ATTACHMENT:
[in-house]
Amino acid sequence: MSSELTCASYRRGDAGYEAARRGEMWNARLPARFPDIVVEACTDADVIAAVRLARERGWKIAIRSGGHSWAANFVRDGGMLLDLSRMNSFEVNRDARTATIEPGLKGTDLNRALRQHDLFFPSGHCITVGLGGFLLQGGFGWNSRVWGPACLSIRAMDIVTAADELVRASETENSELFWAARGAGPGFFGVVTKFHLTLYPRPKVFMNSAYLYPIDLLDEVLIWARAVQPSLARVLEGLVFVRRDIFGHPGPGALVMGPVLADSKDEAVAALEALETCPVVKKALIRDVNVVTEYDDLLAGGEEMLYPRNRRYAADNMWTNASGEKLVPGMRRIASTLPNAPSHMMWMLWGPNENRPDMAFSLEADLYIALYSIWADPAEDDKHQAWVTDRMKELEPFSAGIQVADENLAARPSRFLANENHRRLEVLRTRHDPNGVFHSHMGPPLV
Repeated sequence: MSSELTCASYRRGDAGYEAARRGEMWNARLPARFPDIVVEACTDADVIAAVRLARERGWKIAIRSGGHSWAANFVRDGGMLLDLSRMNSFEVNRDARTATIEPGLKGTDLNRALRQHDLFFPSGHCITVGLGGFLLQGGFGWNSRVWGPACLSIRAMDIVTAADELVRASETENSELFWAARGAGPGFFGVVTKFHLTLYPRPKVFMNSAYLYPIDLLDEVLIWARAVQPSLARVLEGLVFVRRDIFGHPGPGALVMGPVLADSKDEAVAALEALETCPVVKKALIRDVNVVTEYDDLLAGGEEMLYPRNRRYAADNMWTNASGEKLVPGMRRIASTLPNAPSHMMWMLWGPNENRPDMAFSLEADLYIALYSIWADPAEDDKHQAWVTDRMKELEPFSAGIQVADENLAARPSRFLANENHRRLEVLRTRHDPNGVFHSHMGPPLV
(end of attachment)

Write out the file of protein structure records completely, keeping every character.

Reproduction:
[in-house]
Amino acid sequence: MSSELTCASYRRGDAGYEAARRGEMWNARLPARFPDIVVEACTDADVIAAVRLARERGWKIAIRSGGHSWAANFVRDGGMLLDLSRMNSFEVNRDARTATIEPGLKGTDLNRALRQHDLFFPSGHCITVGLGGFLLQGGFGWNSRVWGPACLSIRAMDIVTAADELVRASETENSELFWAARGAGPGFFGVVTKFHLTLYPRPKVFMNSAYLYPIDLLDEVLIWARAVQPSLARVLEGLVFVRRDIFGHPGPGALVMGPVLADSKDEAVAALEALETCPVVKKALIRDVNVVTEYDDLLAGGEEMLYPRNRRYAADNMWTNASGEKLVPGMRRIASTLPNAPSHMMWMLWGPNENRPDMAFSLEADLYIALYSIWADPAEDDKHQAWVTDRMKELEPFSAGIQVADENLAARPSRFLANENHRRLEVLRTRHDPNGVFHSHMGPPLV
Repeated sequence: MSSELTCASYRRGDAGYEAARRGEMWNARLPARFPDIVVEACTDADVIAAVRLARERGWKIAIRSGGHSWAANFVRDGGMLLDLSRMNSFEVNRDARTATIEPGLKGTDLNRALRQHDLFFPSGHCITVGLGGFLLQGGFGWNSRVWGPACLSIRAMDIVTAADELVRASETENSELFWAARGAGPGFFGVVTKFHLTLYPRPKVFMNSAYLYPIDLLDEVLIWARAVQPSLARVLEGLVFVRRDIFGHPGPGALVMGPVLADSKDEAVAALEALETCPVVKKALIRDVNVVTEYDDLLAGGEEMLYPRNRRYAADNMWTNASGEKLVPGMRRIASTLPNAPSHMMWMLWGPNENRPDMAFSLEADLYIALYSIWADPAEDDKHQAWVTDRMKELEPFSAGIQVADENLAARPSRFLANENHRRLEVLRTRHDPNGVFHSHMGPPLV